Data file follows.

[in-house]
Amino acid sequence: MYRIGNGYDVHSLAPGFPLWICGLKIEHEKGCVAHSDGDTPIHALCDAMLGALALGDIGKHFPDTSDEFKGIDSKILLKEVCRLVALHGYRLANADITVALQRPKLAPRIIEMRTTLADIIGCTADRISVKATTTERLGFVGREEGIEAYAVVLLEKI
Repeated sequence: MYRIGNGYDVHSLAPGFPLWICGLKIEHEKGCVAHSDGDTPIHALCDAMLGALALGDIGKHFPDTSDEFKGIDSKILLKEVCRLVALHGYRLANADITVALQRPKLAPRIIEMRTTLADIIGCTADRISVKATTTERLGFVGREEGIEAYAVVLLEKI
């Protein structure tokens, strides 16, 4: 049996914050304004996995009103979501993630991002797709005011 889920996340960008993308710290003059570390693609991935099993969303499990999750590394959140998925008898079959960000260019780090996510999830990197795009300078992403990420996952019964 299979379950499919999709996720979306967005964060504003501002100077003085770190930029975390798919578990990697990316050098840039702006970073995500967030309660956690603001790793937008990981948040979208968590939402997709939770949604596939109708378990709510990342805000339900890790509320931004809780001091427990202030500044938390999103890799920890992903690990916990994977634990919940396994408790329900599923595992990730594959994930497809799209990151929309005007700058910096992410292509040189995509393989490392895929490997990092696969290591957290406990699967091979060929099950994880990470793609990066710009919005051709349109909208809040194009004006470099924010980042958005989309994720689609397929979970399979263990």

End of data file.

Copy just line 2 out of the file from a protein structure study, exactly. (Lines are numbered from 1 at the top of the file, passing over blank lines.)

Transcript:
Amino acid sequence: MYRIGNGYDVHSLAPGFPLWICGLKIEHEKGCVAHSDGDTPIHALCDAMLGALALGDIGKHFPDTSDEFKGIDSKILLKEVCRLVALHGYRLANADITVALQRPKLAPRIIEMRTTLADIIGCTADRISVKATTTERLGFVGREEGIEAYAVVLLEKI